I went in to a local hospital for the outpatient procedure which was supposed to last an hour and a half. Only it turned into Gilligan's Island. I woke up in the ICU on a ventilator because I had aspirated severely during the procedure. Before they took me off the vent a week later, they completed the Botox procedure which had been called off the week before. Before I could officially eat or drink anything, I had to undergo a barium swallow test. That consisted of drinking a white liquid they maintained "tasted like a milkshake", only it contains barium. Barium is a chemical element with atomic number 56, a fact you can only appreciate when you see what it does to your digestive system. It looked like a shake, it had the consistency of a shake but it did not taste like a shake. It tasted like something else that starts with the same letters. The barium allows technicians to see your esophagus as you swallow, thereby allowing them to compare it to a normal esophagus. My wife spoke to the technician first following my procedure. "How did he do" she asked. "Not good" was the reply. Shortly thereafter, the speech pathologist told us her prognosis. Why was a speech pathologist doing this, I ask myself prior to hearing her diagnosis. I assumed she was the resident expert, and I eagerly awaited to hear what she had to say. "The Botox treatment did not work" she said. "We cannot allow you to eat or drink anything until we get this condition corrected." Stunned, I ask her to propose some solutions. "You can take care flight to Methodist and have an emergency myotomy, or we could put a feeding tube in". I was in too much of a shock to reply, so I suggested we go back to my room. When we got there, I momentarily began to feel sorry for myself. First the paralysis, now this, it almost felt like too much to bear. Then anger, followed by reason settled in. What the pathologist and doctors didn't know was that I had started to eat the day before as soon as they took the vent out. The night before I had eaten a number of things including a milkshake the kids brought from Sonic. Milkshakes were one of those items that were starting to give me difficulty before, but the previous night I had no such issues. Minutes later the G.I. Doctor came in who had administered the Botox procedure and cheerily asked "what's up"? I knew damn well he knew what was up, and I relayed my experience with the speech pathologist. I saw his face twist into an expression of anger, but he didn't say anything. Minutes later the G.I. Doctor who had performed the original outpatient procedure came in. Again I relayed my experience with the speech pathologist, then confessed to cheating with food the day before and suggested we take a more reasonable approach. I proposed that I go home and heal, that my body was not ready for another surgery right now. I was weakened from not having eaten for a week, I still had fluid in my lungs and my legs were on the verge of skin breakdown due to nurses putting on compression boots, which we had asked them not to do. I lied to the doctor and told him I would eat normally and sensibly, and we would see how things went. He agreed to that approach, and literally within minutes they were ready to process my discharge.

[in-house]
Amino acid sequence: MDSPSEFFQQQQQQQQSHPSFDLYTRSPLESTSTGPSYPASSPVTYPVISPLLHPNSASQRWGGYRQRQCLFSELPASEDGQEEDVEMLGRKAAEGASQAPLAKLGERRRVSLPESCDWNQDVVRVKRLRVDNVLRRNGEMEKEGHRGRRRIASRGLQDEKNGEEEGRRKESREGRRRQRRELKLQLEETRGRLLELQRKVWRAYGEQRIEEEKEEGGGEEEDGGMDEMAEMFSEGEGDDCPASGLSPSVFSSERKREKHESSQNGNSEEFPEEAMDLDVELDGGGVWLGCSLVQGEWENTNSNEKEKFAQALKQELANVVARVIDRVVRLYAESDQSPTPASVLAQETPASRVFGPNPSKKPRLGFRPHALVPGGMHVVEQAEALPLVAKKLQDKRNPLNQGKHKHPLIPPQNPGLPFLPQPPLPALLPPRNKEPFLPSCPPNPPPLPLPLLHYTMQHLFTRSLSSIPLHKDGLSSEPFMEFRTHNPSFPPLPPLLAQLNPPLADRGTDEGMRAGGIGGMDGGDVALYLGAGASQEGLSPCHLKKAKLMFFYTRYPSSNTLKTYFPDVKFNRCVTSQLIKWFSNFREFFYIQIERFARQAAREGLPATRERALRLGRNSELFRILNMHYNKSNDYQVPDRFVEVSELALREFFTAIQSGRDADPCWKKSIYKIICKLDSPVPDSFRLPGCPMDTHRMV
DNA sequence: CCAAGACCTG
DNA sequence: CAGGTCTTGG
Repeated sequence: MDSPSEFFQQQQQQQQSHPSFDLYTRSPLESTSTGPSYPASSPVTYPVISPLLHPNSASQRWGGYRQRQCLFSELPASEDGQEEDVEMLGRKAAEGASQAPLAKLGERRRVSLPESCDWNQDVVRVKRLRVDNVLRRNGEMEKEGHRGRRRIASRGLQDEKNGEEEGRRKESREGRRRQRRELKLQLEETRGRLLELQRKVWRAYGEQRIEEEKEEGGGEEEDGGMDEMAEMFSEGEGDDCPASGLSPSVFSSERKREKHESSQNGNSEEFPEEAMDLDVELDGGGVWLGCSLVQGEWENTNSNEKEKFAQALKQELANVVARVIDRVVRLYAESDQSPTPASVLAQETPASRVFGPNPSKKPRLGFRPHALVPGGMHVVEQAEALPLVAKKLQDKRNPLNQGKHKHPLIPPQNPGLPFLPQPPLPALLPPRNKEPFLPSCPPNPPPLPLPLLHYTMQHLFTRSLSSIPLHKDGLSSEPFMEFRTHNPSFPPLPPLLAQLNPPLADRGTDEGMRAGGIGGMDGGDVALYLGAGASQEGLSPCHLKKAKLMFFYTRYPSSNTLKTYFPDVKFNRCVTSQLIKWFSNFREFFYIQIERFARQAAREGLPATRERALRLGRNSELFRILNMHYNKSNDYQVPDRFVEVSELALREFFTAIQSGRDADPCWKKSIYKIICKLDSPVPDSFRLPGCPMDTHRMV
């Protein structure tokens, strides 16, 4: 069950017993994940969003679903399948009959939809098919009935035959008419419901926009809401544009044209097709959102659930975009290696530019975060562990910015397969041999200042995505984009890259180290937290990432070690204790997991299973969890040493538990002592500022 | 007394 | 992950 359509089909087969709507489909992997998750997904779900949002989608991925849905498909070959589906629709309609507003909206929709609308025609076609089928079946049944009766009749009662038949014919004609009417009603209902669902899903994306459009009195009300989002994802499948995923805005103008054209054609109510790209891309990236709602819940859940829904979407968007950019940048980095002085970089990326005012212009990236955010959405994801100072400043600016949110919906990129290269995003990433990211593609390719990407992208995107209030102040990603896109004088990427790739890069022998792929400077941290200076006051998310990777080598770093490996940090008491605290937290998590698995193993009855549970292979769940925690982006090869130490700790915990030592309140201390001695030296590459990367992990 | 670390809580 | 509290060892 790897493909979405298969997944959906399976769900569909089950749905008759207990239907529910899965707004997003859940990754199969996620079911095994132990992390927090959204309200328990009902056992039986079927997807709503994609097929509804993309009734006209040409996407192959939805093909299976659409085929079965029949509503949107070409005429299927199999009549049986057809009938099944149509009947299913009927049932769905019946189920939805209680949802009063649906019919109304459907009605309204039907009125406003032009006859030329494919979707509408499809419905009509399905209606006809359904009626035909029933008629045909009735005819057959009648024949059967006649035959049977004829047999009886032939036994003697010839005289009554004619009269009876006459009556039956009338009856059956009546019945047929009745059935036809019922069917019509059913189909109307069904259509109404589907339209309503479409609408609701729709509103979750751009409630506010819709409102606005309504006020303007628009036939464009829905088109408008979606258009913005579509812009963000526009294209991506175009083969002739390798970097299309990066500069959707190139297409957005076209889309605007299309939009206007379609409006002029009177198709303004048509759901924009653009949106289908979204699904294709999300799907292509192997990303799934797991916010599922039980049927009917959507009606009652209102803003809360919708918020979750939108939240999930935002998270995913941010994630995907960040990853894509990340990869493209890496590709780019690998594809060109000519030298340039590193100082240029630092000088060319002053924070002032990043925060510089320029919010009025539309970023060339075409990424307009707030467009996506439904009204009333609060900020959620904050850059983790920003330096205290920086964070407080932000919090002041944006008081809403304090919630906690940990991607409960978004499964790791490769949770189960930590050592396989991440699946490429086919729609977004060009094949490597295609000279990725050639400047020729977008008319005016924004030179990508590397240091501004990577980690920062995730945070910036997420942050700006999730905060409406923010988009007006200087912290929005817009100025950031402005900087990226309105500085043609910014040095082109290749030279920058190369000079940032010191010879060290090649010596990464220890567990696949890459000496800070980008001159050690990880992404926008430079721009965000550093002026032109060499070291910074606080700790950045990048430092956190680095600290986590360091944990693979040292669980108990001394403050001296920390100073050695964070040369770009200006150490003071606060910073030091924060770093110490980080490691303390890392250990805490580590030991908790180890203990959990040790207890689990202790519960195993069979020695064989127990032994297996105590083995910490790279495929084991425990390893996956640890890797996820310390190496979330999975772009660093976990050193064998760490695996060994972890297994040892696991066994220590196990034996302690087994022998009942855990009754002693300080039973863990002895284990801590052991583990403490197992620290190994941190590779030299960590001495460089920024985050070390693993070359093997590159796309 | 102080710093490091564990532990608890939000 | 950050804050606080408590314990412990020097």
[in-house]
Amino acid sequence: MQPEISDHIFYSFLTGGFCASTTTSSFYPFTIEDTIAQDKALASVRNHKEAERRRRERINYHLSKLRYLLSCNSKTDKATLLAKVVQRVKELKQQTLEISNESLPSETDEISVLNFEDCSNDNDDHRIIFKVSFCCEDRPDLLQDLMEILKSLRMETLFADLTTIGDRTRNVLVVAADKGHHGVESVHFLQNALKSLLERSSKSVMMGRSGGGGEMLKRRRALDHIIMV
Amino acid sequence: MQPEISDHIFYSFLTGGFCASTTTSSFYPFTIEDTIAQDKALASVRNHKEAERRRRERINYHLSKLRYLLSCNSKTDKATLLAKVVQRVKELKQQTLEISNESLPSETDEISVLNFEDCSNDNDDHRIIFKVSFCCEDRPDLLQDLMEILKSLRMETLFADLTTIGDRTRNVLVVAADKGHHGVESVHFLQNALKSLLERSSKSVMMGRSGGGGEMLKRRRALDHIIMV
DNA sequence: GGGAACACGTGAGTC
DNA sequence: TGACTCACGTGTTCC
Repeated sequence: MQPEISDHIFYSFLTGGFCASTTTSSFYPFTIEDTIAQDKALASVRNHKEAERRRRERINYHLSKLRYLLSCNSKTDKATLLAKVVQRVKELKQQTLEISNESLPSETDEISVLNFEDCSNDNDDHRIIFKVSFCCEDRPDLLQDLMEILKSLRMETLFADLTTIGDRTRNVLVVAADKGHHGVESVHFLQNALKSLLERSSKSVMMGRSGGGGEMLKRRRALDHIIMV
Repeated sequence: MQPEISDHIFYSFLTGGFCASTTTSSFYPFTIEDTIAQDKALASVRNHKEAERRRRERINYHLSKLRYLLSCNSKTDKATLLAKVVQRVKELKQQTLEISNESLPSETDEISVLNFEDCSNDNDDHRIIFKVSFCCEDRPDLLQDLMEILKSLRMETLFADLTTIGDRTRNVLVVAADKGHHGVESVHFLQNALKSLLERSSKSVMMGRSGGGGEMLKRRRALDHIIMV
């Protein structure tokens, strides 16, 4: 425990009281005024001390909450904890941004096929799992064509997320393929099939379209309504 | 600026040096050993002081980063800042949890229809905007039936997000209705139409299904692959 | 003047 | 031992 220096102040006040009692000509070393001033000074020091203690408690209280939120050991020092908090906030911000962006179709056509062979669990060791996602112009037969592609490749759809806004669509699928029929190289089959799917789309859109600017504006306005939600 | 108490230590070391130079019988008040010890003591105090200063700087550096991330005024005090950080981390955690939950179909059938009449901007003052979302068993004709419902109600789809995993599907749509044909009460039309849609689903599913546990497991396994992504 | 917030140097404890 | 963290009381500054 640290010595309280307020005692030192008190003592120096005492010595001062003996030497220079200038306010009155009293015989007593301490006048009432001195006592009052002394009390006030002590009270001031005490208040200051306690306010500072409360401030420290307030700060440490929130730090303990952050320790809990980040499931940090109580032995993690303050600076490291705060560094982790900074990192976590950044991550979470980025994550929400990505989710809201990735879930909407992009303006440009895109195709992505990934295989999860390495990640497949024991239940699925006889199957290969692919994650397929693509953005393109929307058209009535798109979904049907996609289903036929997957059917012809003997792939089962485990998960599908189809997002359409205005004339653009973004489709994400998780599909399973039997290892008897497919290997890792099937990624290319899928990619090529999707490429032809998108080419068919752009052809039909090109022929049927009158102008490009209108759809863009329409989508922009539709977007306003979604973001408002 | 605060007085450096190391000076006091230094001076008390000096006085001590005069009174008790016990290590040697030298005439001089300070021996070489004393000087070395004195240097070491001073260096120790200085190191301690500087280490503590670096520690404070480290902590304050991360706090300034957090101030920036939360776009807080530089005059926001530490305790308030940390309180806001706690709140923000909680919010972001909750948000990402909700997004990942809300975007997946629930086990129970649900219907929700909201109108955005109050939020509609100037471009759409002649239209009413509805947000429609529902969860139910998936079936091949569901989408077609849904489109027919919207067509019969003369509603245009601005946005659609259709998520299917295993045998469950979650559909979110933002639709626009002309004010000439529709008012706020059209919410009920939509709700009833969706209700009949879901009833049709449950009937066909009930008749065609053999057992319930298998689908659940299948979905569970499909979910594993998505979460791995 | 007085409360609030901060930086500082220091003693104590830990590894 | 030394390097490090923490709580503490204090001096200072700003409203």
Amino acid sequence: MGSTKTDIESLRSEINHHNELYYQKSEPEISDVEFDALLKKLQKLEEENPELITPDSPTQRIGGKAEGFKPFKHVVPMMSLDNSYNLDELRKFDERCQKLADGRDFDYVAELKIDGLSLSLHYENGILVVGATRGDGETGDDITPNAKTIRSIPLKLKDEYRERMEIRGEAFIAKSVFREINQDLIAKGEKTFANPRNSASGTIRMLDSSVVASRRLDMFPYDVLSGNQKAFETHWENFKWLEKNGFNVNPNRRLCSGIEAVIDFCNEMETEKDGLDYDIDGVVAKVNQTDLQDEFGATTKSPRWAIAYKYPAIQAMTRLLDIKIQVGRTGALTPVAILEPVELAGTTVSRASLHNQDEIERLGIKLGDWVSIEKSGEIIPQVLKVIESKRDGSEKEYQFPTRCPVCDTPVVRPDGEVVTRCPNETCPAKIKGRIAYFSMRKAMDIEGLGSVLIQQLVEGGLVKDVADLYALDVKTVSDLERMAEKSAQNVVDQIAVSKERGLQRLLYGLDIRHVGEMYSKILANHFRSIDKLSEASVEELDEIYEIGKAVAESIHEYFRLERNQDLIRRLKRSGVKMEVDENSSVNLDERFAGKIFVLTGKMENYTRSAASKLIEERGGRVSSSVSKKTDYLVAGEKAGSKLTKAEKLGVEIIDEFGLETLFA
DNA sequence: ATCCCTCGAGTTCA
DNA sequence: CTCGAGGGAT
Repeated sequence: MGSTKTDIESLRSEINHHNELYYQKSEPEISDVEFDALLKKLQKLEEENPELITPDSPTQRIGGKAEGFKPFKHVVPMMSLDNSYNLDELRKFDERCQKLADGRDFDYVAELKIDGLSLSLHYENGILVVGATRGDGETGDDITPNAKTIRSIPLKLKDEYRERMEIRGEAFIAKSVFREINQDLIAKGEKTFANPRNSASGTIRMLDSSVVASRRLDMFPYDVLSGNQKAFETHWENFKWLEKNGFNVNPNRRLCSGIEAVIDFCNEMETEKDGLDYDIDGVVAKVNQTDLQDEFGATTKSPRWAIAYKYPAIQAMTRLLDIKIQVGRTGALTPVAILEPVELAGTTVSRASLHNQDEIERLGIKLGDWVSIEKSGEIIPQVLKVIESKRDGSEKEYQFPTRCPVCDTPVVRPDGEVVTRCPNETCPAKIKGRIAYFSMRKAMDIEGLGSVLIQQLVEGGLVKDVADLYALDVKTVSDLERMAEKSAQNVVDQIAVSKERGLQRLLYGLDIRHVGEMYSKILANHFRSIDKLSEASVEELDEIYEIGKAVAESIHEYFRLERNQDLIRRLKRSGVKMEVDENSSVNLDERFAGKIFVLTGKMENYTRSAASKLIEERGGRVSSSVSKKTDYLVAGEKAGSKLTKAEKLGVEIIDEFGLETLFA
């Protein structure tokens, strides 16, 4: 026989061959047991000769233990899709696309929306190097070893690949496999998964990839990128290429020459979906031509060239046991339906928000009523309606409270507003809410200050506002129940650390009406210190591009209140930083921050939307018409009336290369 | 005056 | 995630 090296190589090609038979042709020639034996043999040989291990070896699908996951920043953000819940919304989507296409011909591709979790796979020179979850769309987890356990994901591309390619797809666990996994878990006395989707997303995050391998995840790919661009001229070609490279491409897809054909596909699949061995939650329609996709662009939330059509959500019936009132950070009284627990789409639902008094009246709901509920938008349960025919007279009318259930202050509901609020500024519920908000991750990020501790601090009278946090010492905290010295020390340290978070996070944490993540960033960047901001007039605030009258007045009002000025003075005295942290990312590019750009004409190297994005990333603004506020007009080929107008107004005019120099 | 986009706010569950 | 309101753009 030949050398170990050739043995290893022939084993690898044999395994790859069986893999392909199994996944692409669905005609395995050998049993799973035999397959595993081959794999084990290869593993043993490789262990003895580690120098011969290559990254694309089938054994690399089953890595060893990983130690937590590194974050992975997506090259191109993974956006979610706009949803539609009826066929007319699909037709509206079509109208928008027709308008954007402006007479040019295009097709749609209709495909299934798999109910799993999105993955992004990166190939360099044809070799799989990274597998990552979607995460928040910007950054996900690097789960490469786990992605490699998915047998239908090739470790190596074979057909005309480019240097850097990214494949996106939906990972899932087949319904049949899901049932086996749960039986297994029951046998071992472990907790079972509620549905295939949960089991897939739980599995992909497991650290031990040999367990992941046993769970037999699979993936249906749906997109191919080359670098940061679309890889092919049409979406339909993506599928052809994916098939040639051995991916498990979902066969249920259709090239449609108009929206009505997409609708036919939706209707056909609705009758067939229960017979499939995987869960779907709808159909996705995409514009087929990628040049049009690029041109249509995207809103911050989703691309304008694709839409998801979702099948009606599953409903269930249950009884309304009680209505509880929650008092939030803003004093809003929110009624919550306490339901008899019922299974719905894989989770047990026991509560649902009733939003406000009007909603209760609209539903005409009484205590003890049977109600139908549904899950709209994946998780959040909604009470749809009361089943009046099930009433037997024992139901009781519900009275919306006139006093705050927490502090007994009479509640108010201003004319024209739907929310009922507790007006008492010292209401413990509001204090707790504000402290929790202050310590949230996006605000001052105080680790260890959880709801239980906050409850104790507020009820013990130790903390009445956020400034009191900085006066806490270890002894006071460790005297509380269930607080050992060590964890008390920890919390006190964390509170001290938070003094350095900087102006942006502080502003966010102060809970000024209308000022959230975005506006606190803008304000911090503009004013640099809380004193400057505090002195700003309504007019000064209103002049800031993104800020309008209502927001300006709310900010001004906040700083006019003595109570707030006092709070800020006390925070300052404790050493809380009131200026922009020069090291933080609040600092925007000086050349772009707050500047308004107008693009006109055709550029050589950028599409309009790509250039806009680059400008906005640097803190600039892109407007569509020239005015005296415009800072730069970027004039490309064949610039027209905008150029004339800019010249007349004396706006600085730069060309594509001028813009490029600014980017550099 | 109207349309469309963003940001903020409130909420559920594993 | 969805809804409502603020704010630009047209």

Protocol called for me to start off with a liquid diet, then gradually proceed over the course of the next week to a normal diet if all went well. I cannot say that I followed protocol. I can say however that eating is now normal, like I never had a problem. It felt both strange and exhilarating to eat a normal meal several days after discharge, one that would've definitely been difficult before the Botox procedure. It was the first day of the NFL season, we met with friends and I had bratewurst with sauerkraut, hors d'oeuvres and a German beer. Next month I have a follow appointment with my G.I. doctor, I'm tempted to bring donuts so he can watch me eat them. (They had become severely difficult to swallow previously) I think while I'm at it, I'll bring some extras for the speech pathologist!